Vacuum time is the elapsed time in which the samples undergo a vacuum treatment (8 mbar), while the time of submersion is the time in which the sample is penetrated by the liquid at environmental pressure.

For some impregnations, more than one test was performed. The technique of multiple cycle impregnations is carried out by applying successive vacuum treatment to increase the penetration of the impregnating solution. The cycles used in this work were of 10 min vacuum (8 mbar) and 10 min at atmospheric pressure.

The tannin solutions used for impregnation were always corrected with NaOH 50 % to pH 9.0 and addition 6 % by weight of hexamine.

The weights of the wood specimens were gathered before and after the treatment to evaluate the amount of liquid which penetrates the sample.

The impregnated samples were kept for 12 h at 104 °C to let the tannin–hexamine resin harden in situ. The weights of the samples were determined at the end of the process to calculate the amount of trapped solids.

Impregnation rate (or retention) is the percentage of the weight ratio between the liquid uptake and the dry sample.

$$ {\text{I}}{\text{.R}}{\text{.}}(\% ) = (({\text{Wet}}\;{\text{weight}} - {\text{Dry}}\;{\text{weight}})/{\text{Dry}}\;{\text{weight}}) \times 100 $$

Impregnation solutions were prepared with 10, 15, 20 and 30 % w/w of mimosa tannin extract.

Microscope analysis

Twenty per cent tannin–hexamine treated samples of Scots pine and European beech were cut into 20 × 10 × 10 mm³ pieces. The impregnated samples were softened by boiling them before the microtomy. Wood specimens were immersed in a flask of water with a few drops of glycerine (defoamer) and were boiled under reflux for different amounts of time according to the hardness of the wood species. Scots pine was ready after 3.5 h while beech samples needed longer softening time (21.5 h). The slices were finally cut under wet conditions in the three anatomical directions (transversal, radial and tangential) with a Leica SM 2000 R microtome to a thickness of 10 μm. The three sections were observed with a Nikon eclipse E200 optical microscope.

Results and discussions

The impregnation by tannin solutions was studied for Scots pine and beech samples. A complete overview of the penetration mechanism can be obtained by focusing on both elements: the impregnation solution and the wooden substrate.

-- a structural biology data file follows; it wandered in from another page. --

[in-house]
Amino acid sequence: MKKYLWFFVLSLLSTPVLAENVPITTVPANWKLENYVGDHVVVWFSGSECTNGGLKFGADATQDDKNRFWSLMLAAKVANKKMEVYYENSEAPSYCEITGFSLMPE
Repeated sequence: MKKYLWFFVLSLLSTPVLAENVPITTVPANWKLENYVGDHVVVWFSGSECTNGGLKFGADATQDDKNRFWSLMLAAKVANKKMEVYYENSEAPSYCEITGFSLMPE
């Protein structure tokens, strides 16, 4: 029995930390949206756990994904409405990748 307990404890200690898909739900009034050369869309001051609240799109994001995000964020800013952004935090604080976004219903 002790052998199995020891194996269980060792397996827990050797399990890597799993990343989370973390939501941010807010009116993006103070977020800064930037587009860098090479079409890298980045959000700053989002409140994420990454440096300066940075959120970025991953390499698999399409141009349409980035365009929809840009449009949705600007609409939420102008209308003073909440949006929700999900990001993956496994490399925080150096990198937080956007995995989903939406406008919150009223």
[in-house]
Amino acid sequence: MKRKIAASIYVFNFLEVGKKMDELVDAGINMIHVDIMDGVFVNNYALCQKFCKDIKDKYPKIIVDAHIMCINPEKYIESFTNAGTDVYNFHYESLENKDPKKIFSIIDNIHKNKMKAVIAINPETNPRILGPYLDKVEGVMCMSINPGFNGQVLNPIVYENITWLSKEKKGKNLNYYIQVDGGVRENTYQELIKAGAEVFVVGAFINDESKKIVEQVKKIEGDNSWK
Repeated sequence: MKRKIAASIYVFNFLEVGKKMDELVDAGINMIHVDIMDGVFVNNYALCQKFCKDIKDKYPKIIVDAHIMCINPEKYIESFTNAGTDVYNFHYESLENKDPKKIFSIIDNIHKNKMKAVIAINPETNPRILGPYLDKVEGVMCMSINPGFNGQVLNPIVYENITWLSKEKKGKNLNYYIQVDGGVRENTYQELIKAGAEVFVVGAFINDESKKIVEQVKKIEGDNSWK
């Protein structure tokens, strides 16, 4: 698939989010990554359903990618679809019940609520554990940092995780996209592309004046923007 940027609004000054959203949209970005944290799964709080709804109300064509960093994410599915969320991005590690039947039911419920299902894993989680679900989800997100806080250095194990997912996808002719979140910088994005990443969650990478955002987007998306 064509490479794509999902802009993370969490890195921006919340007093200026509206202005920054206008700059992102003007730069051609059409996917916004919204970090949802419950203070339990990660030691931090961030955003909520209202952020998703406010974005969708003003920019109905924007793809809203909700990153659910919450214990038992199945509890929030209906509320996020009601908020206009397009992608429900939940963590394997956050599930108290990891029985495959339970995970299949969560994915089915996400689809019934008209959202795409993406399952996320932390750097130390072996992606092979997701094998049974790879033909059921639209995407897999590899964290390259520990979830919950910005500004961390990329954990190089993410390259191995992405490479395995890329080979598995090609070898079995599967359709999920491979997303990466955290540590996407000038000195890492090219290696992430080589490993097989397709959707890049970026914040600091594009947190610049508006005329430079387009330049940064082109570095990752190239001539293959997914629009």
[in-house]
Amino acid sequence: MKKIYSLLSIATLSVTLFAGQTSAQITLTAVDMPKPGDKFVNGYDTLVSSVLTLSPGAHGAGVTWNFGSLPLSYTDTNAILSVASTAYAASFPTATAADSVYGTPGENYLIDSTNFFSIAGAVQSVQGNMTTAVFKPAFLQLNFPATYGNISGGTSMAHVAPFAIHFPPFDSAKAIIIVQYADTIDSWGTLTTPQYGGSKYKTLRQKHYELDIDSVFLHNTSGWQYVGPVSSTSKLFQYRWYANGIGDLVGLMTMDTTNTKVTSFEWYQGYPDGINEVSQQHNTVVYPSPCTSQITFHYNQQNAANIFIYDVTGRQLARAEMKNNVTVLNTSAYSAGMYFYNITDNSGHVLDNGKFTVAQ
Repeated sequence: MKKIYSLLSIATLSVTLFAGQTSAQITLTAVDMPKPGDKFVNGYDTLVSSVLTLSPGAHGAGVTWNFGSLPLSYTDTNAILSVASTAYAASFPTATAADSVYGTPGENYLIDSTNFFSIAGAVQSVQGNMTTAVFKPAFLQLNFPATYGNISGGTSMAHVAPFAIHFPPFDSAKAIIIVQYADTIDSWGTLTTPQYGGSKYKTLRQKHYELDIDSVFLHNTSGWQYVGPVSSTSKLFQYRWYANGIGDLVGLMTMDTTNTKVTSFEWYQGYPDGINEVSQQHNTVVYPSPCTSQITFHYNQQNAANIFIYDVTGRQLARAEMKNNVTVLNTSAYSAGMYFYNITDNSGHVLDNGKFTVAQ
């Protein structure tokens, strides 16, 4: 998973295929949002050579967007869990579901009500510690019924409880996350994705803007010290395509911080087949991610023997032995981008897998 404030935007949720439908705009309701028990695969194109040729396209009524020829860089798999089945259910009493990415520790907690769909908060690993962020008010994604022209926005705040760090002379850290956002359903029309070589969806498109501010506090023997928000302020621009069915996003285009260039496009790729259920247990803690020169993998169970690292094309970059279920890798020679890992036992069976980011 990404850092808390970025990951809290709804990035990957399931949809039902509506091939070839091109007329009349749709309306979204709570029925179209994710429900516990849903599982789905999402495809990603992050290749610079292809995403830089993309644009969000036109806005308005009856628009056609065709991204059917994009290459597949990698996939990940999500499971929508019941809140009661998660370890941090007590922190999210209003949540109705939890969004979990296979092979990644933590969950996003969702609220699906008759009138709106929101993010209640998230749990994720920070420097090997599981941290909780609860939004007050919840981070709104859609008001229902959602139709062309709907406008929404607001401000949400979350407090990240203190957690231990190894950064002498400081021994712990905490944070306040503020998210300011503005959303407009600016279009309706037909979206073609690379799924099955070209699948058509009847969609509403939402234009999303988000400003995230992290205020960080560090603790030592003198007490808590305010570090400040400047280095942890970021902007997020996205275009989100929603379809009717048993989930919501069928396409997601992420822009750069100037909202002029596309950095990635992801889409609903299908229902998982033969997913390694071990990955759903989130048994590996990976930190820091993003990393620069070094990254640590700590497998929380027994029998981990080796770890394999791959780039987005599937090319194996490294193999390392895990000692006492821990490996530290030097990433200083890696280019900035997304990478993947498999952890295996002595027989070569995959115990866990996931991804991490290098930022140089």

Study of the tannin solution

The most interesting feature for the impregnation solution is viscosity. Mimosa extract water solutions, indeed, have a viscosity that depends on solid content, pH and temperature.

When maintaining a constant temperature of 20 °C, the viscosity tendency was evaluated by changing the solid content and the pH of the tannin solutions.

In Fig. 1a, the trend of viscosity for two different pH is reported: 4.3 that is the natural pH of a mimosa tannin solution and 9.0 that is the value applied in the impregnation process in order to have a good compromise between low viscosity and high reactivity. The graphic shows that viscosity is exponentially proportional to the amount of dissolved solid, and when pH is buffered at 9, the slope of increasing viscosity occurs for less concentrated solutions.

Fig. 1
figure 1

a Viscosity as a function of tannin solid content for pH 4.3 and 9.0 b viscosity as a function of pH for highly concentrated tannin solutions (45 % s.c.) (colour figure online)

Considering highly concentrated solutions (45 % tannin), the viscosity tendency was monitored with stepwise increasing pH (Fig. 1b). It can be observed that the viscosity increases exponentially with the pH, and when the pH reaches values around 9, the measurement of the viscosity becomes dependent on the stirring rate of the viscometer spindles. The minimum as well as the average and the maximum value of viscosity evaluated with different stirring rates are reported in the graphic. This lack of uniformity in viscosity measurements is typical of non-newtonian fluids, and in particular, such kind of materials can be classified as pseudoplastic.